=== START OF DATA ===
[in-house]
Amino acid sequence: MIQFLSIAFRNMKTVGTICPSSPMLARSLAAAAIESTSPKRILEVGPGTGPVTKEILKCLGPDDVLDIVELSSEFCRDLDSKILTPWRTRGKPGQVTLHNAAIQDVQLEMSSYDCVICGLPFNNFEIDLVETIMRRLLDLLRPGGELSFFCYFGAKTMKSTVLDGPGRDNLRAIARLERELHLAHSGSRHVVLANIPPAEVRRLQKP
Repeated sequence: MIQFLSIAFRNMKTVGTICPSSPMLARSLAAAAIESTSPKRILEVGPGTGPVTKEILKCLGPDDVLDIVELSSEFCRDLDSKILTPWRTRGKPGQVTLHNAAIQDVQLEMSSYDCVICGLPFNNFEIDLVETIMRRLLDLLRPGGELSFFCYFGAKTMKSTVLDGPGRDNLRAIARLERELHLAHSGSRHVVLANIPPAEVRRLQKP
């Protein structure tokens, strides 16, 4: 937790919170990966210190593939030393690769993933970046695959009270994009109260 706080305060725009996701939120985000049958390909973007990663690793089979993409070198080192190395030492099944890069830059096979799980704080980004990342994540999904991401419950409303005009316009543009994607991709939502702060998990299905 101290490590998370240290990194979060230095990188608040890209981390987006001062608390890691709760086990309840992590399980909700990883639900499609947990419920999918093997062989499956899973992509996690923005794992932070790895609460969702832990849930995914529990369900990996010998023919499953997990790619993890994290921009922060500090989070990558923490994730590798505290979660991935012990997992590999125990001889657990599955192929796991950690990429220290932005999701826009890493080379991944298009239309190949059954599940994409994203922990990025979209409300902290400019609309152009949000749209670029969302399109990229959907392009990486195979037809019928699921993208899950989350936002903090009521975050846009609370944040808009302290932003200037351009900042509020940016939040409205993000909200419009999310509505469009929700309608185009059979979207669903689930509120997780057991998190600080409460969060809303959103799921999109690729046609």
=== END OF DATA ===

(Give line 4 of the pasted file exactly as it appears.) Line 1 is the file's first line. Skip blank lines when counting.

């Protein structure tokens, strides 16, 4: 937790919170990966210190593939030393690769993933970046695959009270994009109260 706080305060725009996701939120985000049958390909973007990663690793089979993409070198080192190395030492099944890069830059096979799980704080980004990342994540999904991401419950409303005009316009543009994607991709939502702060998990299905 101290490590998370240290990194979060230095990188608040890209981390987006001062608390890691709760086990309840992590399980909700990883639900499609947990419920999918093997062989499956899973992509996690923005794992932070790895609460969702832990849930995914529990369900990996010998023919499953997990790619993890994290921009922060500090989070990558923490994730590798505290979660991935012990997992590999125990001889657990599955192929796991950690990429220290932005999701826009890493080379991944298009239309190949059954599940994409994203922990990025979209409300902290400019609309152009949000749209670029969302399109990229959907392009990486195979037809019928699921993208899950989350936002903090009521975050846009609370944040808009302290932003200037351009900042509020940016939040409205993000909200419009999310509505469009929700309608185009059979979207669903689930509120997780057991998190600080409460969060809303959103799921999109690729046609």